Of all that I have read, Mary Jo Leddy's article in the Toronto Star has impressed me the most. In her reflection on the wounded angel she expresses her hope that, "like St. Francis of Assisi, he will follow the call to 'repair' the church by being with the poor."

What I was most keen to read though, was his first homily, delivered in the Sistine chapel.   In the readings for the mass, he identified the common theme of movement and broke it down into three points - Walking, Building, Professing. Turns out he delivered it in Italian without script.

It was the bit about 'professing' that I kept returning to: "We can walk as much as we want, we can build many things, but if we do not confess Jesus Christ, nothing will avail. We will become a compassionate NGO, but not the Church."

Many Catholic activists who work for NGO's are fond of the saying attributed (some would say falsely) to St. Francis, "Preach the Gospel, and if necessary, use words." We use it to stress the importance of our actions as people of faith - the importance of walking and building.

And yet, I have often felt that our use of these words serves another purpose at times.  Sometimes, these words are an excuse. They are a convenient way to excuse ourselves from speaking in the language of faith as we go about our daily work of trying to change the world and make it a better place.  I myself have been guilty of this. And yet the truth is that my belief in Christ and love for God are the beating heart of my work with Development and Peace. This is something that must be professed in words.

Development and Peace is something more than a compassionate NGO. It is true that we provide assistance for others regardless of their creed. It is true that we work closely with those who do not share our faith. It is true that we do not concern ourselves with proselytising but focus on development. It is true. Yet I believe there is no contradiction between these facts and that fact that we are the Church - the official international development agency of the Catholic Church in Canada.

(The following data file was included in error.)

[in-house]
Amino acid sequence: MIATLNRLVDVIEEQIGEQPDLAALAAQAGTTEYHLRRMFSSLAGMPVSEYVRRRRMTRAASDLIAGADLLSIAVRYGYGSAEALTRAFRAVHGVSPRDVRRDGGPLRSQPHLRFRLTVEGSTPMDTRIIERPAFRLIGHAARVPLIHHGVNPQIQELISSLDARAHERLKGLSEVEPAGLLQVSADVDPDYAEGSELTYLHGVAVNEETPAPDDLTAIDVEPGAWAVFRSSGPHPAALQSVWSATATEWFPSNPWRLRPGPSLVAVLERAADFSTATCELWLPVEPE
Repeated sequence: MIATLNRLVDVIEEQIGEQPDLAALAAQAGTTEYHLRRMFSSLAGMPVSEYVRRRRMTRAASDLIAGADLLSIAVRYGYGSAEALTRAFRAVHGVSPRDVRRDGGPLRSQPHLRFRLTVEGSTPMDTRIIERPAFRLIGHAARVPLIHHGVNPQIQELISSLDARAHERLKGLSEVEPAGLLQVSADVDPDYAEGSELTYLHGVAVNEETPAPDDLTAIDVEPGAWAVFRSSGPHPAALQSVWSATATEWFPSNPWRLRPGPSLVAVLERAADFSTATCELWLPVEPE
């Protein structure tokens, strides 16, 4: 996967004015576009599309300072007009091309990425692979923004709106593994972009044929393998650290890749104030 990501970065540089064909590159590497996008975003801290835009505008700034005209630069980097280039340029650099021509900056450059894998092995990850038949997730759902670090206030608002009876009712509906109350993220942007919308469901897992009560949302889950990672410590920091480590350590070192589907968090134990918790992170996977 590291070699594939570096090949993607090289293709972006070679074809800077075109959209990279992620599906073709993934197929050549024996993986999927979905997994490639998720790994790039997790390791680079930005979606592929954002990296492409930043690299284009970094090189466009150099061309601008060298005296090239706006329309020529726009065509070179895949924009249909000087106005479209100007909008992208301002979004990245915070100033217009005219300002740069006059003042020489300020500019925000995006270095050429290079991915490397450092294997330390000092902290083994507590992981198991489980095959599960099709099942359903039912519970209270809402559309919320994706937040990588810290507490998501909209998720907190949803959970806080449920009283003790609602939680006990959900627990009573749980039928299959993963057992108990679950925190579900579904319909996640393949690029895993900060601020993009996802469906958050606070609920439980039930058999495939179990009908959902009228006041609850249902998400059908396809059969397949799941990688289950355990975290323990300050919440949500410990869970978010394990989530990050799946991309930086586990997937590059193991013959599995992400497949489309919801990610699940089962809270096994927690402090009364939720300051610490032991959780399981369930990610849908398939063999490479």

Development and Peace is the Church in the world - seeking in love and truth God's justice for the poor and oppressed.  This means being ready to accept crucifixion at the hands of those who would have it otherwise. To stand for God's truth and to truly stand with the poor requires a readiness to accept crucifixion.  Pope Francis recognizes this in his homily,

"The same Peter who confessed Jesus Christ, says 'you are the Christ, the Son of the living God. I will follow you, but let us not speak of the Cross. This has nothing to do with it.' He says, "I'll follow you in other ways, that do not include the Cross.' When we walk without the Cross, when we build without the Cross, and when we profess Christ without the Cross, we are not disciples of the Lord. We are worldly, we are bishops, priests, cardinals, popes, but not disciples of the Lord."

The hunger I am feeling right now, the hunger that has left me more than 20lbs lighter as I start the 30th day of my fast, reminds me of the cross that nearly 1 billion of my brothers and sisters must face each day. This fast is my small way of taking up a cross as I walk, build, and profess.

When he became Cardinal in 2001, Pope Francis asked the faithful in Argentina not to spend the money to come and celebrate with him in Rome. Instead, he asked them to celebrate by taking that money and giving it to the poor.

I hope that now he is Pope, people will again celebrate by giving to the poor, to the crucified ones. Why not do so by sponsoring my fast with a donation to Development and Peace?